Article 1

For the purposes of the present Convention, a child means every human being below the age of eighteen years unless under the law applicable to the child, majority is attained earlier.

Article 2

1. States Parties shall respect and ensure the rights set forth in the present Convention to each child within their jurisdiction without discrimination of any kind, irrespective of the child’s or his or her parent’s or legal guardian’s race, colour, sex, language, religion, political or other opinion, national, ethnic or social origin, property, disability, birth or other status.

2. States Parties shall take all appropriate measures to ensure that the child is protected against all forms of discrimination or punishment on the basis of the status, activities, expressed opinions, or beliefs of the child’s parents, legal guardians, or family members.

Article 3

1. In all actions concerning children, whether undertaken by public or private social welfare institutions, courts of law, administrative authorities or legislative bodies, the best interests of the child shall be a primary consideration.

2. States Parties undertake to ensure the child such protection and care as is necessary for his or her well-being, taking into account the rights and duties of his or her parents, legal guardians, or other individuals legally responsible for him or her, and, to this end, shall take all appropriate legislative and administrative measures.

3. States Parties shall ensure that the institutions, services and facilities responsible for the care or protection of children shall conform with the standards established by competent authorities, particularly in the areas of safety, health, in the number and suitability of their staff, as well as competent supervision.

Article 4

States Parties shall undertake all appropriate legislative, administrative, and other measures for the implementation of the rights recognized in the present Convention. With regard to economic, social and cultural rights, States Parties shall undertake such measures to the maximum extent of their available resources and, where needed, within the framework of international co-operation.

Article 5

States Parties shall respect the responsibilities, rights and duties of parents or, where applicable, the members of the extended family or community as provided for by local custom, legal guardians or other persons legally responsible for the child, to provide, in a manner consistent with the evolving capacities of the child, appropriate direction and guidance in the exercise by the child of the rights recognized in the present Convention.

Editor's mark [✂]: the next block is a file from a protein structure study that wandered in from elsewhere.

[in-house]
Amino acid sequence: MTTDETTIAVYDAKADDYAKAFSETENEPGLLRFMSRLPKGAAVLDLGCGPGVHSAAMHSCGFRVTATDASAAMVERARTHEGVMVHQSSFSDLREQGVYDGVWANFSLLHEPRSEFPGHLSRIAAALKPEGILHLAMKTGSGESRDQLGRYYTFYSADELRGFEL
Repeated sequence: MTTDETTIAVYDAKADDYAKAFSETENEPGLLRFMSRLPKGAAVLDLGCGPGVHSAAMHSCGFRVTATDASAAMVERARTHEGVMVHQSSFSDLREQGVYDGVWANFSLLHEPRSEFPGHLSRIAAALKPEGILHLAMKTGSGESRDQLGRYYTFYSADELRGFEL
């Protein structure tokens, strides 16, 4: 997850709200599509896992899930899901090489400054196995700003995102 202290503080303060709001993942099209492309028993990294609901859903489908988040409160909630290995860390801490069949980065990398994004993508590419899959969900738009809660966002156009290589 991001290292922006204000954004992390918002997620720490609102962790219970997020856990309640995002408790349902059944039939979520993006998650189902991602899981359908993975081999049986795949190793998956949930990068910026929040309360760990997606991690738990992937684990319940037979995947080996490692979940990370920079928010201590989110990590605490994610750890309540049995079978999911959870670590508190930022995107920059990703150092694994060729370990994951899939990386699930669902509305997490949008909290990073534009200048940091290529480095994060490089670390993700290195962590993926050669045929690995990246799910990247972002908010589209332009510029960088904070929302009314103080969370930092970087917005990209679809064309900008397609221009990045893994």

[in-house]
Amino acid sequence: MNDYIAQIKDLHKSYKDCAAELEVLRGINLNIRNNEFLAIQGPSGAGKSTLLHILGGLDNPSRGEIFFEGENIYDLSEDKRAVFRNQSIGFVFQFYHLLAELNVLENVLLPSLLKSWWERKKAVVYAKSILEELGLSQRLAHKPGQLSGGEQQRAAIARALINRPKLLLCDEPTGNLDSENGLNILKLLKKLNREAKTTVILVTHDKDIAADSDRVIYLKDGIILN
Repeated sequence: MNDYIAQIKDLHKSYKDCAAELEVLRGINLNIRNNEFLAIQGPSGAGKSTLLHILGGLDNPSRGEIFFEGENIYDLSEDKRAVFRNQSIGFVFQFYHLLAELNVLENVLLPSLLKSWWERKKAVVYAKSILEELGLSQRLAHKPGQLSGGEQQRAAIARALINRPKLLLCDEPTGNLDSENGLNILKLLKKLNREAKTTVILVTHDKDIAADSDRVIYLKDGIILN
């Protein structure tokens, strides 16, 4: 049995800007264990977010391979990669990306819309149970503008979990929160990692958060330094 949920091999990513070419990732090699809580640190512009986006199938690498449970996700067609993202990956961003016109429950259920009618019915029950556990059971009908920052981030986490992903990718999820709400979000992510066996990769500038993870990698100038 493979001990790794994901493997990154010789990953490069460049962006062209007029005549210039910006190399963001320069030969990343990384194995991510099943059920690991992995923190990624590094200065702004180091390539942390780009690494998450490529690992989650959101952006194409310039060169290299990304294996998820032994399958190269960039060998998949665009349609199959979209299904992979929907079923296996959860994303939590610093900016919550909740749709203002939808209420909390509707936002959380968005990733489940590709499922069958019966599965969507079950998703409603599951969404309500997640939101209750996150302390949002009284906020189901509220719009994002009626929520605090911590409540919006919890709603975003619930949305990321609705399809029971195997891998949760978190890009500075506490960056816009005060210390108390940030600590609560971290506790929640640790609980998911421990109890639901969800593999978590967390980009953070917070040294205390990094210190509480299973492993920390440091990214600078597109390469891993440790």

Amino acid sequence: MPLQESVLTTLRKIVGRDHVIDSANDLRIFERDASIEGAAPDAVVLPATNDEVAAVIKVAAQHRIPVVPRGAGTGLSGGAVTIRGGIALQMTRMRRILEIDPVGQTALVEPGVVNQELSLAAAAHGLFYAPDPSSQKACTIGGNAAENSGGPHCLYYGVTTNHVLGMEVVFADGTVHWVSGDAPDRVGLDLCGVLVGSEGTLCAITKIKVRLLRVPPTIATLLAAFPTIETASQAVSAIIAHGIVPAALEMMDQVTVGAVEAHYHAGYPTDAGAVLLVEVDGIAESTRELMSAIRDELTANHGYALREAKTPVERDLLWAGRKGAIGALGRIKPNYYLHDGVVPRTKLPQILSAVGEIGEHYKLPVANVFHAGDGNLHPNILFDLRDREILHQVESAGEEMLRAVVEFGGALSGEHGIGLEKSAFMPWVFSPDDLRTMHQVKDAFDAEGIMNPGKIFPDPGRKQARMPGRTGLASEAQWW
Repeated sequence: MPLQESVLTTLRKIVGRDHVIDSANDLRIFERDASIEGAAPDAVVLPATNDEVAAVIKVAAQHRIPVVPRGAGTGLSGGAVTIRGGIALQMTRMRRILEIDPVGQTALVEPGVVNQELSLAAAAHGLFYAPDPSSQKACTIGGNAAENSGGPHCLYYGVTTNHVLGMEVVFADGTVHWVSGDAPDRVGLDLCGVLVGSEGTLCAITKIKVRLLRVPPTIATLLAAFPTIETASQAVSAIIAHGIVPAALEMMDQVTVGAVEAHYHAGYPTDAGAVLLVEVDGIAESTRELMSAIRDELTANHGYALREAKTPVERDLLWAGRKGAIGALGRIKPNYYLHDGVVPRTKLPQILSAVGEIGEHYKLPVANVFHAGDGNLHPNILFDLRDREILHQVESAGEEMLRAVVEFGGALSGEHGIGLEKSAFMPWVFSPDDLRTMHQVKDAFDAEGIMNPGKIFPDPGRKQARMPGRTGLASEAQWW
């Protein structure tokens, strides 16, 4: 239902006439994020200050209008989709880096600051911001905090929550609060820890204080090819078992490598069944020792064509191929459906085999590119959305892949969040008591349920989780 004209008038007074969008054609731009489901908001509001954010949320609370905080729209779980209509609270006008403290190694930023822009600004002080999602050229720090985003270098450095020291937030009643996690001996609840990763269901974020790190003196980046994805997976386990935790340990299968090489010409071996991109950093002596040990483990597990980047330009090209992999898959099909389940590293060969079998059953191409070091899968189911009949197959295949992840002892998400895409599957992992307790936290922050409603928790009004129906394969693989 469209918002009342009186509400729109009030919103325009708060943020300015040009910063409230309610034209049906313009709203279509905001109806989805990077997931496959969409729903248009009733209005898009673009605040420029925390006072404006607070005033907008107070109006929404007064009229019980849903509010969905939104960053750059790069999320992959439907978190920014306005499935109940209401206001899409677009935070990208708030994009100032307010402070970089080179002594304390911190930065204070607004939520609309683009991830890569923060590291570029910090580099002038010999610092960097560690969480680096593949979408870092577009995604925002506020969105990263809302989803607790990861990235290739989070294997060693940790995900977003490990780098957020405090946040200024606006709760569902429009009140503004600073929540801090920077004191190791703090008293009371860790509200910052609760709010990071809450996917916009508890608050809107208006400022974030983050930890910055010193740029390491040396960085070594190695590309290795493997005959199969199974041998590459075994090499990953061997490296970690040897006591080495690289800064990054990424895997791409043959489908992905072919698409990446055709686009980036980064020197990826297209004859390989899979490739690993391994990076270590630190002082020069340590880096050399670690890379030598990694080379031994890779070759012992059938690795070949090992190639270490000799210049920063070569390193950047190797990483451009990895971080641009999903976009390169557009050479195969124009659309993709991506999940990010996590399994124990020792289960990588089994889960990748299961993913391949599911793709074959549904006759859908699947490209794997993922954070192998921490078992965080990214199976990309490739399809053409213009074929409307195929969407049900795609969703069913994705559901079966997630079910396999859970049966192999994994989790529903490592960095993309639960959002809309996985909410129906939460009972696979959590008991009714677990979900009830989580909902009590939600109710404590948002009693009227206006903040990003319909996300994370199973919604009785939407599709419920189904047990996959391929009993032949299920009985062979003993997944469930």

Article 6

1. States Parties recognize that every child has the inherent right to life.

2. States Parties shall ensure to the maximum extent possible the survival and development of the child.

Article 26

1. States Parties shall recognize for every child the right to benefit from social security, including social insurance, and shall take the necessary measures to achieve the full realization of this right in accordance with their national law.

2. The benefits should, where appropriate, be granted, taking into account the resources and the circumstances of the child and persons having responsibility for the maintenance of the child, as well as any other consideration relevant to an application for benefits made by or on behalf of the child.

Here are the rest of the Convention Articles.

 

If you have been affected by the issues raised in this article then you can contact Turn2us for benefits advice and support, or BPAS for pregnancy advice and support, including help to end a pregnancy if that’s what you decide.

 


 

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Amnesty International express grave concerns about UK government’s outsourced ‘back to work therapy’

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THE BRIGHTON AND HOVE AMNESTY INTERNATIONAL GROUP NEWSLETTER.

January / February 2018. Page 4:

Mental Health and “Return to Work”

It’s not just the introduction of Universal Credit which is affecting the Human Rights of too many citizens of the UK. As part of the drive to force physically disabled people into work under the “Work and Health Programme” often via cursory “interviews” those facing mental health issues are being targeted as well.

Image result for equality is the best therapy

This is based on an article by Kitty S Jones. 

In 2016 she wrote: “Last April, more than 400 psychologists, counsellors and academics signed an open letter condemning the profoundly disturbing psychological implications of the government’s austerity and welfare reform measures. The group of professionals said that over the past five years the types of issues causing clients distress had shifted dramatically and now include increasing inequality, outright poverty and that people needing support because of structural problems, such as benefits claimants, are being subjected to a “new, intimidatory kind of disciplinary regime”. 

The signatories of the letter, published in The Guardian, express concern over chancellor George Osborne’s plans, laid out in the latest budget, to embed psychological therapy in a coercive back-to-work agenda. Osborne said the government will aim to give online CBT to 40,000 recipients of Jobseeker’s Allowance, Employment and Support Allowance, people on the Fit for Work programme, as well as putting therapists in more than 350 job centres. 

The letter stated that the government’s proposed policy of linking social security benefits to the receipt of “state therapy” is utterly unacceptable. The measure, casually described as “get to work therapy,” was discussed by George Osborne during his last budget (2015).